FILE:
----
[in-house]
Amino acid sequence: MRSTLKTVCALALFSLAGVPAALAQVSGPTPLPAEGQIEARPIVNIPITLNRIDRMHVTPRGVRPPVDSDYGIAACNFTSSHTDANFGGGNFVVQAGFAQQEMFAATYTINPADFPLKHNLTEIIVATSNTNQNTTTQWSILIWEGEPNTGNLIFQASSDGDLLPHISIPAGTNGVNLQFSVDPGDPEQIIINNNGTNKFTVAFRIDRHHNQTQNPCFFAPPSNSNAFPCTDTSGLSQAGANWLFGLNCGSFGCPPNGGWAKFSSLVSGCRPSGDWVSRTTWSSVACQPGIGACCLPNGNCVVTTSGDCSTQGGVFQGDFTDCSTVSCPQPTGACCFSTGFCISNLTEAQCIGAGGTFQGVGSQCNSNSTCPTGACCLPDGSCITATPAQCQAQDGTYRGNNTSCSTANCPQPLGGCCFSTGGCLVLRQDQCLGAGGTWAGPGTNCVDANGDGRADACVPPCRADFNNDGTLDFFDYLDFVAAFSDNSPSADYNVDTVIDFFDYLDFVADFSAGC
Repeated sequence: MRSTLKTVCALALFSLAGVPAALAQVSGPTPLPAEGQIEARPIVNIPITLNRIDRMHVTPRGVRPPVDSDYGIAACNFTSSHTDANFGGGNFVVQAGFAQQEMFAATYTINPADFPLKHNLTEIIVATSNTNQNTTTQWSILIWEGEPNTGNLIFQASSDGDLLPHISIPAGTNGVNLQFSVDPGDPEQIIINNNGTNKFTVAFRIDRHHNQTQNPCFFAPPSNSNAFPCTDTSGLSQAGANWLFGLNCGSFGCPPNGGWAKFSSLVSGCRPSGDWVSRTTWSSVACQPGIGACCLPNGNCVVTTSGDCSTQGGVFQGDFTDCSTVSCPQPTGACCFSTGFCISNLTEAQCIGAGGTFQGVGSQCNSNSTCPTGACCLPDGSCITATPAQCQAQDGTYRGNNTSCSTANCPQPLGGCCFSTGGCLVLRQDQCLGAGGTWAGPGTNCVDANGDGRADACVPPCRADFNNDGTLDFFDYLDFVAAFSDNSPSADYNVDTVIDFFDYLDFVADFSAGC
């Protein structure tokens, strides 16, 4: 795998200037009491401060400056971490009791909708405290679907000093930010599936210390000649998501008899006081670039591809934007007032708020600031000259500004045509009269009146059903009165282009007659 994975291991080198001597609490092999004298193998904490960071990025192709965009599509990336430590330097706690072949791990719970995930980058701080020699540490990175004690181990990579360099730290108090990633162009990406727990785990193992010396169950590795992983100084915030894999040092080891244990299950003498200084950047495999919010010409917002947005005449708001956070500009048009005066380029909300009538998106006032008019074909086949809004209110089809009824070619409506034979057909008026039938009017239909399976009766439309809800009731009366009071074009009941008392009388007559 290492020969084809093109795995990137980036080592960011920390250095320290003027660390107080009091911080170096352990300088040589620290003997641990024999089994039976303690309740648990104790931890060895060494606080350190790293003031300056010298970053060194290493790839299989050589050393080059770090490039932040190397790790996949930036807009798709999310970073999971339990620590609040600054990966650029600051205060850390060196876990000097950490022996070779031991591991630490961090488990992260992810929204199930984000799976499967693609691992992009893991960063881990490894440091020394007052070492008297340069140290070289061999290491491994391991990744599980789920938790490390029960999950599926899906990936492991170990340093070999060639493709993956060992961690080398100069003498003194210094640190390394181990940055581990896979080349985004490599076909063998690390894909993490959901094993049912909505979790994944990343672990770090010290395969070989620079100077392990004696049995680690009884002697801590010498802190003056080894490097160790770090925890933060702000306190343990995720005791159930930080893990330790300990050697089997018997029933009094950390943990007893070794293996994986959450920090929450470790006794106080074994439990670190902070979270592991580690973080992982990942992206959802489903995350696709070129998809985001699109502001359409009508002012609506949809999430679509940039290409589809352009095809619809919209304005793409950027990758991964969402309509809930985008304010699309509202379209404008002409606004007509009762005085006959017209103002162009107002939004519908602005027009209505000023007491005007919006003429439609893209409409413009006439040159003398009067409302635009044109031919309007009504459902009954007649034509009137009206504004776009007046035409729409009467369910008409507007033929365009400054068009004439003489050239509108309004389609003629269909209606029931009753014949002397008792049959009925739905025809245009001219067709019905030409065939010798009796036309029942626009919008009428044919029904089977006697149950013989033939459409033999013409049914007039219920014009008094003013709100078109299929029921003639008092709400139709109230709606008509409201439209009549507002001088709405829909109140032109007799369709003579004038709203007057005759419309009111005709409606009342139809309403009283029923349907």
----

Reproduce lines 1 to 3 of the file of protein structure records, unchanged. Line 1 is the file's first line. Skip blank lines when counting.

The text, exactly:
[in-house]
Amino acid sequence: MRSTLKTVCALALFSLAGVPAALAQVSGPTPLPAEGQIEARPIVNIPITLNRIDRMHVTPRGVRPPVDSDYGIAACNFTSSHTDANFGGGNFVVQAGFAQQEMFAATYTINPADFPLKHNLTEIIVATSNTNQNTTTQWSILIWEGEPNTGNLIFQASSDGDLLPHISIPAGTNGVNLQFSVDPGDPEQIIINNNGTNKFTVAFRIDRHHNQTQNPCFFAPPSNSNAFPCTDTSGLSQAGANWLFGLNCGSFGCPPNGGWAKFSSLVSGCRPSGDWVSRTTWSSVACQPGIGACCLPNGNCVVTTSGDCSTQGGVFQGDFTDCSTVSCPQPTGACCFSTGFCISNLTEAQCIGAGGTFQGVGSQCNSNSTCPTGACCLPDGSCITATPAQCQAQDGTYRGNNTSCSTANCPQPLGGCCFSTGGCLVLRQDQCLGAGGTWAGPGTNCVDANGDGRADACVPPCRADFNNDGTLDFFDYLDFVAAFSDNSPSADYNVDTVIDFFDYLDFVADFSAGC
Repeated sequence: MRSTLKTVCALALFSLAGVPAALAQVSGPTPLPAEGQIEARPIVNIPITLNRIDRMHVTPRGVRPPVDSDYGIAACNFTSSHTDANFGGGNFVVQAGFAQQEMFAATYTINPADFPLKHNLTEIIVATSNTNQNTTTQWSILIWEGEPNTGNLIFQASSDGDLLPHISIPAGTNGVNLQFSVDPGDPEQIIINNNGTNKFTVAFRIDRHHNQTQNPCFFAPPSNSNAFPCTDTSGLSQAGANWLFGLNCGSFGCPPNGGWAKFSSLVSGCRPSGDWVSRTTWSSVACQPGIGACCLPNGNCVVTTSGDCSTQGGVFQGDFTDCSTVSCPQPTGACCFSTGFCISNLTEAQCIGAGGTFQGVGSQCNSNSTCPTGACCLPDGSCITATPAQCQAQDGTYRGNNTSCSTANCPQPLGGCCFSTGGCLVLRQDQCLGAGGTWAGPGTNCVDANGDGRADACVPPCRADFNNDGTLDFFDYLDFVAAFSDNSPSADYNVDTVIDFFDYLDFVADFSAGC